It's easy to sneer at a game like Sonic & Sega All-Stars Racing Transformed. Heck, it's easy to sneer at any Sonic game whose title isn't "Sonic" plus a whole number. "Screw you, Sumo Digital," my inner retro hold-out barked as I picked up the pad, grumpily ensconced in a posh London bar. "You're part of the on-going bastardisation of what used to be my favourite franchise ever. Sure, you might have a number of former Bizarre Creations employees on staff, which means I'm honour-bound to adore you under unwritten UK games journalist law, but you've also prolonged the existence of Big the Cat. Screw you. You put the world's fastest hedgehog in a goddamn car."
Fortunately for Sumo, Sonic & Sega All-Stars Racing Transformed has an answer to all this. It's a pretty simple answer - simpler, even, than the headline shape-shifting gambit, whereby cars morph into boats and planes at predetermined intervals. It's a sheer question of excess. Starting a race in Transformed is like throwing yourself face-first into a New Year fireworks display from 1993. It's like triggering an avalanche in a videogame-themed cake factory.
Everywhere you look, something is twinkling or bouncing or gesticulating. Everywhere you look, there's a high resolution, glossily-lit nod to Sega's immense back catalogue, be it Golden Axe 2's Gilius Thunderhead swigging a potion as he hits a boost pad, one of Panzer Dragoon's beasties chomping down on the track ahead, or giant monkey balls cascading over the flanks of a pseudo-Aztec temple. This is the clear and self-evident work of people who love Sega, love the publisher's portfolio so much that they're quite happy to drown the frame rate in sparkle.
It's impossible to resist. As you peer into the depths of the Super Monkey Ball track, with its branching ribbons of checked pastel stone, water slides, waving clumps of fern and giddy penultimate whirlpool, you find yourself keeping one eye on the race itself, the other peeled for curios. It's just as well the kart racing model itself is so familiar - boost, drift, fire weapon - because not all the references are background furniture: pack leaders may fall prey to tumbling Monkey Balls as they near the finish, assuming vengeful rockets and homing missiles don't polish them off first.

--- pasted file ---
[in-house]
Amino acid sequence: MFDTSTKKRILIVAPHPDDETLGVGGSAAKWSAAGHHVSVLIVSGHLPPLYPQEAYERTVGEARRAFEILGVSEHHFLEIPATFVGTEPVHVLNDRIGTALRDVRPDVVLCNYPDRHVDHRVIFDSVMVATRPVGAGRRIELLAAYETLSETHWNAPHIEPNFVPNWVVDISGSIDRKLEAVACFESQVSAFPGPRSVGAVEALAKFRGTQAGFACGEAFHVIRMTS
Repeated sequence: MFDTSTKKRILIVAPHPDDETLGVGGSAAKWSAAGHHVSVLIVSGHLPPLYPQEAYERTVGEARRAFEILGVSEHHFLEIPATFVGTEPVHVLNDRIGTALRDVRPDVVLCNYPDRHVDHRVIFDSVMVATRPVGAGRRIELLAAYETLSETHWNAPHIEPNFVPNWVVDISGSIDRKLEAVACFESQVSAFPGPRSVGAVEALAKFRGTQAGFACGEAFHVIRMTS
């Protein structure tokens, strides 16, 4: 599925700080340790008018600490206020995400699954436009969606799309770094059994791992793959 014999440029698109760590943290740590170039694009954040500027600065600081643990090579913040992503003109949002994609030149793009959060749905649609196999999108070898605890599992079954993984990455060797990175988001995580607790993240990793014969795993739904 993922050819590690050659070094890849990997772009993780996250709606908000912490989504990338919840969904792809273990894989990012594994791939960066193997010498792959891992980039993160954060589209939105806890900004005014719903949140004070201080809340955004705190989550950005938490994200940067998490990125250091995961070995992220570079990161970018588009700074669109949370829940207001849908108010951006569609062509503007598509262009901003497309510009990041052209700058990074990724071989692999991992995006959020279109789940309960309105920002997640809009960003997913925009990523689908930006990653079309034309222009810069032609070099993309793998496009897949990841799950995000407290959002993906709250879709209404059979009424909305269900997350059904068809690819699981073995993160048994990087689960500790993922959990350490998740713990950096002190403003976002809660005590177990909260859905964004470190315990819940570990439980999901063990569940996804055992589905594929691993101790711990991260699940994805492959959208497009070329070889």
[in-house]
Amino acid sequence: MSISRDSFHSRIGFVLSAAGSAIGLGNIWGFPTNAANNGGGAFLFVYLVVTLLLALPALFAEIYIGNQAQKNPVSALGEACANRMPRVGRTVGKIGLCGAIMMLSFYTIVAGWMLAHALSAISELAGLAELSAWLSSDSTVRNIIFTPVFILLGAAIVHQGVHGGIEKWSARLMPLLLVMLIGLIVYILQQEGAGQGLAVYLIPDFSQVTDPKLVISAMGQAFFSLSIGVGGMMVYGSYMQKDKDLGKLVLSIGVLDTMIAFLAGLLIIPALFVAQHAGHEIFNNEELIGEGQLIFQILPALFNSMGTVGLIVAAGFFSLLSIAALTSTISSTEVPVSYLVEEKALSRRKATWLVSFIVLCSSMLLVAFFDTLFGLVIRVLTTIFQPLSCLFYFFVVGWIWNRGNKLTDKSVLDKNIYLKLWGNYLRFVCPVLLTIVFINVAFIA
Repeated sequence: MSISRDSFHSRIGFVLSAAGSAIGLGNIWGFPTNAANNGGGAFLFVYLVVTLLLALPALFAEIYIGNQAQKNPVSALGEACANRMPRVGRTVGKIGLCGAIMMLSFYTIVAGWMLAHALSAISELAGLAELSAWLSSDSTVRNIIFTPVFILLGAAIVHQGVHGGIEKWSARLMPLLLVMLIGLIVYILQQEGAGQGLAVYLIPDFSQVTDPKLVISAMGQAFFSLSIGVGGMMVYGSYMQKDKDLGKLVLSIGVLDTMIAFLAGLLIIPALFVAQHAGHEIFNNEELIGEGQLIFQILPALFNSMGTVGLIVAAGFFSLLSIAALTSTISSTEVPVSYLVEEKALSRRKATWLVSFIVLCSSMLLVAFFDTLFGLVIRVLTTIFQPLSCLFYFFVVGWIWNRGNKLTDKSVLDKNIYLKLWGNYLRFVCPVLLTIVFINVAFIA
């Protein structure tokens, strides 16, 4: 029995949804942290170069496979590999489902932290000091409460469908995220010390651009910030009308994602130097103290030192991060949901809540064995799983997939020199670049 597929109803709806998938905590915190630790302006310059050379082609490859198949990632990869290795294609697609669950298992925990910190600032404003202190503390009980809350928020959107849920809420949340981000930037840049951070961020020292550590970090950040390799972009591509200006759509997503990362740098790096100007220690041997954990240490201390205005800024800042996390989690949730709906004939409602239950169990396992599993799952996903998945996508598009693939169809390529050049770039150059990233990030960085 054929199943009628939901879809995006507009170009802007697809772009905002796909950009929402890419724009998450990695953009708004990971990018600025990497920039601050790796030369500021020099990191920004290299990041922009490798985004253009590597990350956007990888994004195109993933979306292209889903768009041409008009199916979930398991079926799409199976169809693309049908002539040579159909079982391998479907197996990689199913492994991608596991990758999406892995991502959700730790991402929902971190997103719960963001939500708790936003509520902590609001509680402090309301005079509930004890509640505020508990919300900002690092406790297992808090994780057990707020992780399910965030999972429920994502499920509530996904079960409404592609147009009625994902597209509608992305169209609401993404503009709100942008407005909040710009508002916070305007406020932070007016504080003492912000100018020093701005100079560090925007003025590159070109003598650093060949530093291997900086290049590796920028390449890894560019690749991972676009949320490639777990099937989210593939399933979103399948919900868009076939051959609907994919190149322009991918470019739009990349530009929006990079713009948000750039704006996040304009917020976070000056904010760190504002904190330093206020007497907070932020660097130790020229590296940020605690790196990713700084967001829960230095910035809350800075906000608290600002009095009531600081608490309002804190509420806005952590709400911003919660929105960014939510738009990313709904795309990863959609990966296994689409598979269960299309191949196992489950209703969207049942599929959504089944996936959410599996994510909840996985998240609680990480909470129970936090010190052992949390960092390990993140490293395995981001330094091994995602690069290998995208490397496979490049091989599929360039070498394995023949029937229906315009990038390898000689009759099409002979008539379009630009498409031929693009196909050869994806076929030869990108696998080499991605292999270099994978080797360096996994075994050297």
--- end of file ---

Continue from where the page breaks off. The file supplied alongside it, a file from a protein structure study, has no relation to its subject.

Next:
Water offers no reprieve, thanks to a real time aquatic physics system that feels far too smart and sumptuous for something as "humble" as a licensed kart racer. That's a feeling that goes for Transformed as a whole, actually - in terms of on-screen detail, effects and draw distance, this is neck and neck with the likes of Motorstorm or, indeed, Blur. Controls don't change when you hit the surf, but the water physics introduces additional considerations: you'll slosh up the side of a breaker to grab air for a barrel roll, or throw your bottom out towards an on-coming tidal wave, letting it punt you ahead of a floundering competitor.
With the Super Monkey Ball course fizzling in our wake, it's off to Panzer Dragoon's sweltering crater of dusky oranges, vine-greens and reds. We're introduced to aerial racing for the first time here, thanks to the antics of the aforesaid swarming dragons - by the third time round, the central sandstone loop has been chewed to pieces and the only way on is up. The default controls remain, but there's the Y axis to reckon with, cue exhilarating stoops to skim collectables from wave tops or blast open seed pods carrying car-specific heavy weapons. Regarding the weapons, the characterless puffs of SFX we're presented with at this stage aren't the final variety: by release day, that wispy homing missile will be a radio-controlled Sonic buggy loaded with dynamite.